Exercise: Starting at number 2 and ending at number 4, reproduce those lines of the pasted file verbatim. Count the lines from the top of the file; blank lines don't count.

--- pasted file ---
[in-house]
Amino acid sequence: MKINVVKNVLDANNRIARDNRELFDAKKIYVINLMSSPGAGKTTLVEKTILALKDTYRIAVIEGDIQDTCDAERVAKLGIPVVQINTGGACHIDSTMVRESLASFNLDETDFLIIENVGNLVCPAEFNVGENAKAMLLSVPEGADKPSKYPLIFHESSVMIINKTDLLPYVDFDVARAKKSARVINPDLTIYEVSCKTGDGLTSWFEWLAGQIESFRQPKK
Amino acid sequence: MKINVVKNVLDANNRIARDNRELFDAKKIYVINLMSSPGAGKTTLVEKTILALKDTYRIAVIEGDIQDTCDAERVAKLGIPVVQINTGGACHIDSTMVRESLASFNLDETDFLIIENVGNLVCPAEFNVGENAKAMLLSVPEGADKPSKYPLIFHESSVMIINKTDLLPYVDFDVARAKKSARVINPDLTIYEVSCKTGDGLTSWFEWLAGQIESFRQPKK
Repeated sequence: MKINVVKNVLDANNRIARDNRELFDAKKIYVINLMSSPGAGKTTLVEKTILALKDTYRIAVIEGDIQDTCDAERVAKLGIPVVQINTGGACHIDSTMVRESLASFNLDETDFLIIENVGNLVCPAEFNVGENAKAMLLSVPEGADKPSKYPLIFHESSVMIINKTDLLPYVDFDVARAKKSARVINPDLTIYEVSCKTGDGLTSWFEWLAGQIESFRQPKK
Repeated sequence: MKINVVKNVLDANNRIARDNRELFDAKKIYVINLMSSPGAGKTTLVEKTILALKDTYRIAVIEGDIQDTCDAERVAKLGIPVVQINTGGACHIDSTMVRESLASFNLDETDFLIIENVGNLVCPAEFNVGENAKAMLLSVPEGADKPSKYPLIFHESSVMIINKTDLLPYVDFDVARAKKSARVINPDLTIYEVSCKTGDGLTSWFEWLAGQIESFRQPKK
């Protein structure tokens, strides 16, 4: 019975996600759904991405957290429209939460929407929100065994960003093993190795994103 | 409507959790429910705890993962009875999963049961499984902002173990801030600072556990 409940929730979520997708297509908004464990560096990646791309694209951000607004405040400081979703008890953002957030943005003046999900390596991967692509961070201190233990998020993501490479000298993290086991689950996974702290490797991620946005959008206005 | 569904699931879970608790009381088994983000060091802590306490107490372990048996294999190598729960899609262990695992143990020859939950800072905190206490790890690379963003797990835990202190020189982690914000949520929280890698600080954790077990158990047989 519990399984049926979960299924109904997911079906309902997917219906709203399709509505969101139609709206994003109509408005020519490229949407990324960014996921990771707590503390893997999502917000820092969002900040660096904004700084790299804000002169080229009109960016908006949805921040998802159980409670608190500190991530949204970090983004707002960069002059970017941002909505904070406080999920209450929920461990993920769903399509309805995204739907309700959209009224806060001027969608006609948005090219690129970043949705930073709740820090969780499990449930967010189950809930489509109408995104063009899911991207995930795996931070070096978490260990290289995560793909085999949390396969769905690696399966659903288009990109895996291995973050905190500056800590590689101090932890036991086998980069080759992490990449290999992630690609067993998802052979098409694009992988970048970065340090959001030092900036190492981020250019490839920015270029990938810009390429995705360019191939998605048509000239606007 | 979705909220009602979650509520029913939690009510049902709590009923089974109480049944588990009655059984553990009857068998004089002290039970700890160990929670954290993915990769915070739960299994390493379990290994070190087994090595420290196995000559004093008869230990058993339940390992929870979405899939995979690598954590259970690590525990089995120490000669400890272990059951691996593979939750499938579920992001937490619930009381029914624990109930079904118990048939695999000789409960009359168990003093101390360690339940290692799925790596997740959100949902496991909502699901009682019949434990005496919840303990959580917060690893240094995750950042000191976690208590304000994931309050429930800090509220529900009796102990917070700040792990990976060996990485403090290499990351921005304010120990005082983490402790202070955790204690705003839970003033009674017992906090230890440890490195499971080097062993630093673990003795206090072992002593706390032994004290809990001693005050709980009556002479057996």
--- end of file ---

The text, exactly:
Amino acid sequence: MKINVVKNVLDANNRIARDNRELFDAKKIYVINLMSSPGAGKTTLVEKTILALKDTYRIAVIEGDIQDTCDAERVAKLGIPVVQINTGGACHIDSTMVRESLASFNLDETDFLIIENVGNLVCPAEFNVGENAKAMLLSVPEGADKPSKYPLIFHESSVMIINKTDLLPYVDFDVARAKKSARVINPDLTIYEVSCKTGDGLTSWFEWLAGQIESFRQPKK
Amino acid sequence: MKINVVKNVLDANNRIARDNRELFDAKKIYVINLMSSPGAGKTTLVEKTILALKDTYRIAVIEGDIQDTCDAERVAKLGIPVVQINTGGACHIDSTMVRESLASFNLDETDFLIIENVGNLVCPAEFNVGENAKAMLLSVPEGADKPSKYPLIFHESSVMIINKTDLLPYVDFDVARAKKSARVINPDLTIYEVSCKTGDGLTSWFEWLAGQIESFRQPKK
Repeated sequence: MKINVVKNVLDANNRIARDNRELFDAKKIYVINLMSSPGAGKTTLVEKTILALKDTYRIAVIEGDIQDTCDAERVAKLGIPVVQINTGGACHIDSTMVRESLASFNLDETDFLIIENVGNLVCPAEFNVGENAKAMLLSVPEGADKPSKYPLIFHESSVMIINKTDLLPYVDFDVARAKKSARVINPDLTIYEVSCKTGDGLTSWFEWLAGQIESFRQPKK